While Houston's defense will get plenty of attention for the game and people will point at the struggles of the Raiders offense, don't discount what they did in the regular season. Their year basically ended when Carr went down -- they got outscored 62-20 after Carr's injury.
It was a special season, though, from the moment that coach Jack Del Rio decided to go for two late against the Saints, right up through a series of improbable, Carr-led comeback victories late in the year that kept Oakland in the playoff hunt.
Winning 12 games was shooting the moon for this Raiders squad and it's proof positive for a strong future.
4. Clowney comin'
Former first-round pick Jadeveon Clowney has a nose for the big moment. In his penultimate year with the South Carolina Gamecocks, Clowney captured the nation's attention with a helmet-rocking hit against Michigan that people wouldn't stop talking about for a year.
His NFL career started slowly due to injury but Clowney was a monster in 2016, earning a Pro Bowl nod for a fantastic season. He showed up in a huge way on Saturday during the Raiders-Texans wild-card game too, producing an incredible interception off a tipped pass from Connor Cook.
That's really Clowney in a nutshell. An absolutely athletic freak of nature who makes flash plays but is criminally underrated in terms of his ability to make fundamentally sound disruption, whether it's in the run game or disrupting passing lanes.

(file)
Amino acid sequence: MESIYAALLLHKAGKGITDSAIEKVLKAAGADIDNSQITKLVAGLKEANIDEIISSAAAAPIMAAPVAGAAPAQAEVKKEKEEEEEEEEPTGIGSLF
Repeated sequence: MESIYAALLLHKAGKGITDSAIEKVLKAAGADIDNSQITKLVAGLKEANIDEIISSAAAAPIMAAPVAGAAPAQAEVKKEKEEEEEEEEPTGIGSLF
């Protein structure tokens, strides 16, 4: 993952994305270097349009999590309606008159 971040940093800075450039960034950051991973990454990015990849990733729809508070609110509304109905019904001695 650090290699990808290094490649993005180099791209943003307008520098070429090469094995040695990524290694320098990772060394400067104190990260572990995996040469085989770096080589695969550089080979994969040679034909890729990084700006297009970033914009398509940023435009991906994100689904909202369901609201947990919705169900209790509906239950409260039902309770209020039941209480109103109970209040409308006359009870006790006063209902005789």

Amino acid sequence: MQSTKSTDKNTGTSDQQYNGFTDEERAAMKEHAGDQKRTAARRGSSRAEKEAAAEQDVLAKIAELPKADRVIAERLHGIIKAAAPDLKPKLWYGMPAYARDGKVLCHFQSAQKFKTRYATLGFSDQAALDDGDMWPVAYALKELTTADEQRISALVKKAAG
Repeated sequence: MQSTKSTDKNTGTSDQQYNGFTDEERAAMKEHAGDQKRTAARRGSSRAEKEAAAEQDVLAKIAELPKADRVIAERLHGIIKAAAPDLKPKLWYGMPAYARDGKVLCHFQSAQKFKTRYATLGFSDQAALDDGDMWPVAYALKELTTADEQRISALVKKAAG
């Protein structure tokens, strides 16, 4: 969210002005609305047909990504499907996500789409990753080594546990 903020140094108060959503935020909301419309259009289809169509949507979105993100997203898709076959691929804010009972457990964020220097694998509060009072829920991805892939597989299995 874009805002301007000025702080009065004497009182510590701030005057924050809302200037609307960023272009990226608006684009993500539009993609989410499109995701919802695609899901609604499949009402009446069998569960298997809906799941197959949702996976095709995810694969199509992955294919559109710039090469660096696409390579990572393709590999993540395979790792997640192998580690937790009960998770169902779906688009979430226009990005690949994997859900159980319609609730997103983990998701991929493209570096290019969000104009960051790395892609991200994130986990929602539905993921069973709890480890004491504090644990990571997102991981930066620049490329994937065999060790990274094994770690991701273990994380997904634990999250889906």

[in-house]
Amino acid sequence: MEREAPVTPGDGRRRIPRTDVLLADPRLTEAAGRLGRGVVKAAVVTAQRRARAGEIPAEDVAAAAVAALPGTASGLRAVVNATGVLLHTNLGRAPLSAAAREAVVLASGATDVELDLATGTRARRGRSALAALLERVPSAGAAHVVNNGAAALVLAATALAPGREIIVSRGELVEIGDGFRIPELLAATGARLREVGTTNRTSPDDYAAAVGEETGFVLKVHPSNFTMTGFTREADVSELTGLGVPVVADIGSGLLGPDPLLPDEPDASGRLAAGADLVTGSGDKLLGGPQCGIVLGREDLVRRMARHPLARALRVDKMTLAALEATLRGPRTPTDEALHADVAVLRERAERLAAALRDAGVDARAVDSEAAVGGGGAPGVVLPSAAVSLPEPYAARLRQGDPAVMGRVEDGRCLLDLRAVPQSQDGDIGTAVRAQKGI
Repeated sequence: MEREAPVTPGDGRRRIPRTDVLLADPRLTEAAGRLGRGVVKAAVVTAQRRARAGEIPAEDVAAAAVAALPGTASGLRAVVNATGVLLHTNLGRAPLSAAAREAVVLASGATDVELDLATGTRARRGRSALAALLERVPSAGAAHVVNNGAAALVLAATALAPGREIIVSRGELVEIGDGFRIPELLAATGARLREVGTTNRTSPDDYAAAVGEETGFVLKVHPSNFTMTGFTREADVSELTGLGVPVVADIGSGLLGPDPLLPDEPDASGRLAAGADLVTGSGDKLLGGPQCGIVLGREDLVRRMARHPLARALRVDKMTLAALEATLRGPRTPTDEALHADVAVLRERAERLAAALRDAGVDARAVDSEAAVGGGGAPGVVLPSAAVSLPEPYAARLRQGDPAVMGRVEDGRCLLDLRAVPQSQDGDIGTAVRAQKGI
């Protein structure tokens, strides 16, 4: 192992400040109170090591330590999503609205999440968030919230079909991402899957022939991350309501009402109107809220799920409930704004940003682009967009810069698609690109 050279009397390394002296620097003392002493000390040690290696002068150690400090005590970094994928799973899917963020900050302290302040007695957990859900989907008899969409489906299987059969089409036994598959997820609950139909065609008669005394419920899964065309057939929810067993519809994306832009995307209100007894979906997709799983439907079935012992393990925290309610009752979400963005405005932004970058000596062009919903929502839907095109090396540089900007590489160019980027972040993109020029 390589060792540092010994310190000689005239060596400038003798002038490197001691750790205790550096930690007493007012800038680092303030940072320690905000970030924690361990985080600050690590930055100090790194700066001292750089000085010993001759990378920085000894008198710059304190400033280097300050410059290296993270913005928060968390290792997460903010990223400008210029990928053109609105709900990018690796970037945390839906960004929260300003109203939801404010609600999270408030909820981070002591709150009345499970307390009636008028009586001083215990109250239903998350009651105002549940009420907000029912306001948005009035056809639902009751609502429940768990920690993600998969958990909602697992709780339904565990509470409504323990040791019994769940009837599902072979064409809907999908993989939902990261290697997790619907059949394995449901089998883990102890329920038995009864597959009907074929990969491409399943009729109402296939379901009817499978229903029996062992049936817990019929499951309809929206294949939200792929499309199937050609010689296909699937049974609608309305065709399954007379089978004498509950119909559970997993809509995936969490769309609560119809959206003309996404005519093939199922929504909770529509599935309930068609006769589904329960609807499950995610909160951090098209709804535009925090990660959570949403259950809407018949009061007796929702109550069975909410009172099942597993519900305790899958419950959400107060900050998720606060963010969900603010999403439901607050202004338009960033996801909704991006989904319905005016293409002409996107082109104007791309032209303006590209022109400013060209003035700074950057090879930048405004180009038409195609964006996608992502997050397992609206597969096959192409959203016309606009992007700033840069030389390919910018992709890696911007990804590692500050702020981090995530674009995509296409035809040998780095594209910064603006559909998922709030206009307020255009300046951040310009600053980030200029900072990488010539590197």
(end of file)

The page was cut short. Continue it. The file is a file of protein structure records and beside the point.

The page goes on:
It wasn't hard to flashback to an interception made by a different Texans defensive lineman, one J.J. Watt, when the Texans were in the playoffs against the Bengals. Watt snatched an Andy Dalton pass in mid air and promptly took it to the house.
Clowney didn't take his interception to the house, but the level of difficulty was like a 14 out of 10, given the multiple tips to himself needed to make the pick.
It also immediately led to a Lamar Miller rushing touchdown that gave the Texans a 10-0 lead. In a game with points at a premium, you can't put a price on a defensive turnover near the other team's end zone.